Craig: Do you think the onlookers can actually attend this event and be disapointed?

Todd: they've got to be a patient group, waiting for hours just to catch a glimpse of the newlyweds


The reaction to the wedding has been one of great jubilation from my fellow guests watching this evening:

Todd: For the build-up to the royal wedding there were no twists or turns apart from the unveiling of Middleton's dress. It was a rather straight forward affair.

Craig: The closest thing the US has ever come to a royal wedding was when Chelsea Clinton got married

Lee: Everyone within in royal circles will be extremely pleased with how the event went, no slips or stumbles, and the kiss is still to come.

Prince William and Kate Middleton, the Duke and Duchess of Cambridge, arrive at Buckingham Palace.
The new royal couple's restored carriage, a 1902 State Landau, orignally transported the late Princess Diana and Prince Charles from their wedding at the Abbey in 1981.
Sitting beside her husband, Kate Middleton practices her first public wave as official English royalty to the cheers of the crowd.
Kate Middleton is visibly relaxed as the marriage ceremony comes to a completion and she accepts her new role as the Duchess of Cambridge
The new Duke of Cambridge dons white gloves as he prepares to board the royal wedding carriage with his new bride.
The wedding procession files out of the church as they depart for Buckingham Palace where the first kiss of the newlyweds will take place on the palace balcony. The carriage procession of the new couple with a captain's escort of the Household Cavalry, followed by the Queen's procession with a sovereign's escort of the Household Cavalry. The horses drawing the royal carriage are Cleveland Bays, the only British breed of carriage horses.
Blest pair of Sirens is currently playing, words by John Milton from At a Solemn Musick, music by Sir Charles Hubert Hastings Parry. Following the Signing, there will be a Fanfare by the Fanfare Team from the Central Band of the Royal Air Force. The Fanfare, called Valiant and Brave, after the motto of No. 22 Squadron (Search and Rescue Force) was specially composed for this Service by Wing Comma.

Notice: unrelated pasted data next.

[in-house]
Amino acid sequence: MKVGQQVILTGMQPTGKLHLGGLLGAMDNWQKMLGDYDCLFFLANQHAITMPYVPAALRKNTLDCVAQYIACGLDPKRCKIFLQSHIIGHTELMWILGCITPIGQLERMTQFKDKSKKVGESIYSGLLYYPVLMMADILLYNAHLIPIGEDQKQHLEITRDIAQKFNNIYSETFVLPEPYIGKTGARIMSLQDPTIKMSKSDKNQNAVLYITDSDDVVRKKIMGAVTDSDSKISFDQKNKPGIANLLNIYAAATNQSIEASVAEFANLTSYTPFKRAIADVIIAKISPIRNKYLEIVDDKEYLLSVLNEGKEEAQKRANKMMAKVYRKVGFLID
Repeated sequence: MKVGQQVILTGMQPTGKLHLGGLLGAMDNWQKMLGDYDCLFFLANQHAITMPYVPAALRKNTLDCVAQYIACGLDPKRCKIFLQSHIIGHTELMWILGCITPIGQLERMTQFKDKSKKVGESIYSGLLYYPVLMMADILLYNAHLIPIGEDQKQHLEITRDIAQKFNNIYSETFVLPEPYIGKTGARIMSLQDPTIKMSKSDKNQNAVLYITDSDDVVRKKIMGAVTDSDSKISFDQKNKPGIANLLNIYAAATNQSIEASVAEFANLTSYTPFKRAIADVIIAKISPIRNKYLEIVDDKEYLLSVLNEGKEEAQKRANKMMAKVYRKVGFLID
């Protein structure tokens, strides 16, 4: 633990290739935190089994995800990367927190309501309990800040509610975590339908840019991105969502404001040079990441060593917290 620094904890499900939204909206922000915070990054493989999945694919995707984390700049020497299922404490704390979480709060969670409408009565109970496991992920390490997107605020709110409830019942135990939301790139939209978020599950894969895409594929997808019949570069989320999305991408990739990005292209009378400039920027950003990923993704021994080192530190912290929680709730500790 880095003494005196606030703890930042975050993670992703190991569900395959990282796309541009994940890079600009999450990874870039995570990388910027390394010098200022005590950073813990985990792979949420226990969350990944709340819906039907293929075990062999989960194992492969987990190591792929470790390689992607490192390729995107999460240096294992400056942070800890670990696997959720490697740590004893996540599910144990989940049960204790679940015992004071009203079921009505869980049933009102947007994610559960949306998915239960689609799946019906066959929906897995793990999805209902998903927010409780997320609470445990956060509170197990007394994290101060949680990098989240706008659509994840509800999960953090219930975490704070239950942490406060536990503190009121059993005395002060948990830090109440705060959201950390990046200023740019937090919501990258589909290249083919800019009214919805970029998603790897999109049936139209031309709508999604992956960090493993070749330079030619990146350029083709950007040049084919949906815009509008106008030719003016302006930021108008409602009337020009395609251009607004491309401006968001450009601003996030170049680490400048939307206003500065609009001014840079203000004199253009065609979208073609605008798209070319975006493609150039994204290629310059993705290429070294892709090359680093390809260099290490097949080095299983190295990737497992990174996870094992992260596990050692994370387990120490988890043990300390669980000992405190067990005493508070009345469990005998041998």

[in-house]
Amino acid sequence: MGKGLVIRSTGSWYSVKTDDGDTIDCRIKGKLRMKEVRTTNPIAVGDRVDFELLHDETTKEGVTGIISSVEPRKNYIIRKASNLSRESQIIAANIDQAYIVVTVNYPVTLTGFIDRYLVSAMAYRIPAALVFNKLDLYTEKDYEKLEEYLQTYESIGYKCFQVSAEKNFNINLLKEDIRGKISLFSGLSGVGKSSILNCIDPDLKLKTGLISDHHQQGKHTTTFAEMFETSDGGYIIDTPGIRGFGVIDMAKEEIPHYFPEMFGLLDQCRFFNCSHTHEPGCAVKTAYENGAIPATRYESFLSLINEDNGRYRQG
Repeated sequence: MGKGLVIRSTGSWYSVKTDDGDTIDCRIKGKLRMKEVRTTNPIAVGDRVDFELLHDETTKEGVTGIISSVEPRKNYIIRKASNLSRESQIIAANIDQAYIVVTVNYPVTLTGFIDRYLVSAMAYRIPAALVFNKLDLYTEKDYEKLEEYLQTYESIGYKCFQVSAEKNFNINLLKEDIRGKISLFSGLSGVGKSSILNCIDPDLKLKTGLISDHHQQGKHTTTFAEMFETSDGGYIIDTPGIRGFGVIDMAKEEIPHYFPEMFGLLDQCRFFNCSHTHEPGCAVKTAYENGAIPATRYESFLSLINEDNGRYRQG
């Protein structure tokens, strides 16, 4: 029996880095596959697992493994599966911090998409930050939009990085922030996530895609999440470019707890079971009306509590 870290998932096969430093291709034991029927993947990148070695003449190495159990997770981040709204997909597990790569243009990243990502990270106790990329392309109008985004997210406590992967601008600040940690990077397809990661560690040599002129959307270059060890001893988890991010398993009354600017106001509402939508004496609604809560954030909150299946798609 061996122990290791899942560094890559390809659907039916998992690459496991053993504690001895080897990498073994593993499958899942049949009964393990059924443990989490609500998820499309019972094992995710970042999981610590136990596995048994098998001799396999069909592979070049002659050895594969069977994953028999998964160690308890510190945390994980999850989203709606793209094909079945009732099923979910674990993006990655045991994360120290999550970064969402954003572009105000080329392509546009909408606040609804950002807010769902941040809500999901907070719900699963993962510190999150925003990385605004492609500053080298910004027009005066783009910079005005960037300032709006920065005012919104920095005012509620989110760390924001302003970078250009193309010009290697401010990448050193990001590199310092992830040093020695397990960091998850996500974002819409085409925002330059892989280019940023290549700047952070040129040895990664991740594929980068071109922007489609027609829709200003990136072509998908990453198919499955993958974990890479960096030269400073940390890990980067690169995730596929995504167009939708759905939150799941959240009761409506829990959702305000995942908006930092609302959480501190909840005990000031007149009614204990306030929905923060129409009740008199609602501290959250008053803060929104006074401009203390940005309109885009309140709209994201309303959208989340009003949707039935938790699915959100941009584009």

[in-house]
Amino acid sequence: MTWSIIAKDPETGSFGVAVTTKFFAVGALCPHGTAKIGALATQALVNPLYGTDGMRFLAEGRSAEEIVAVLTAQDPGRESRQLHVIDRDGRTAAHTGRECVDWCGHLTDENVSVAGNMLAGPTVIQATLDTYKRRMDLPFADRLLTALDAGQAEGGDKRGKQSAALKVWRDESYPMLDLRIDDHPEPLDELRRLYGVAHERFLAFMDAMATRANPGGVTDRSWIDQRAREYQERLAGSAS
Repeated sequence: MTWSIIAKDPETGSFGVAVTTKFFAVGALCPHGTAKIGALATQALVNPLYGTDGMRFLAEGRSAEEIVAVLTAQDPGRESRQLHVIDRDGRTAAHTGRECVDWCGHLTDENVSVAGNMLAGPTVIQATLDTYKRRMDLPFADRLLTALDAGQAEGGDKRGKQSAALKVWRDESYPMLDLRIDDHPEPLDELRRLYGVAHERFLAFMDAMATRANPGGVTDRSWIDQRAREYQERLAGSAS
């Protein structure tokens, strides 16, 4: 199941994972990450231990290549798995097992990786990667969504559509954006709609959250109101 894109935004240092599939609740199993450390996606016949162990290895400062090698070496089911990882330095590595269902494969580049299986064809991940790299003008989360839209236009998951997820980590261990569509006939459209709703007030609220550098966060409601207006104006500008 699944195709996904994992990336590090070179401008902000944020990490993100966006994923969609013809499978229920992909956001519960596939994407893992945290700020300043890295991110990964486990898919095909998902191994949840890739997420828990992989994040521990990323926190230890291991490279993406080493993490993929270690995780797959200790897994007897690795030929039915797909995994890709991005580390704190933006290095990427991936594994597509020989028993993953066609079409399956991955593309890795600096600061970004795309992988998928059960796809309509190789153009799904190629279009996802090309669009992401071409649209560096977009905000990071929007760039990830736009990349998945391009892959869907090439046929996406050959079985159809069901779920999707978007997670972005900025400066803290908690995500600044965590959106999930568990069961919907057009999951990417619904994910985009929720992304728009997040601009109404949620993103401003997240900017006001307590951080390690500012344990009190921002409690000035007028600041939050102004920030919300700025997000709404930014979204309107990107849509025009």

Live commentary of Royal wedding

Live commentary of Royal wedding

Live commentary of Royal wedding
Britain's Prince William, and Kate Middleton exchange rings before the Archbishop of Canterbury, Rowan Williams, during their wedding ceremony In Westminster Abbey, in central London April 29, 2011.
The young couple stands before the towering gold altar of Wesminster Abbey as they sign the register to make them legally man and wife as they repeat a prayer. The national anthem is about to play.
The newly formed Duke and Duchess of Cambridge and future King and Queen of England join in the call and response hymn Ubi Caritas by Welsh-composer Paul Mealor.
Live commentary of Royal wedding

Britain's Prince William stands at the altar with his bride, Kate Middleton, and her father Michael, during their wedding ceremony at Westminster Abbey in central London April 29, 2011.


The choice of hymn for the service is particularly good. Westminster Abbey, for anyone who hasn't been, has fantastic acoustics. The atmosphere in there must be electric.


The service is currently hearing Anthem by Jonh Rutter, a British composer. Specially written for this service. Rutter takes his musical influences from British, French and American Culture


James Middleton makes a speech to the 2,000 strong crowd following the hymm Love Divine All Love Excelling, words by Charles Wesley and music by William Penfro Rowlands.


Prince William and Kate Middleton are now officially man and wife and become the Duke and Duchess of Cambridge.


Prince William firmly places his late mother's ring on Kate Middleton's finger as he finishes his vows


Kate Middleton looks nervous as she repeats her vows staring into Prince Williams eyes


Royal wedding of Kate Middleton and Prince William begins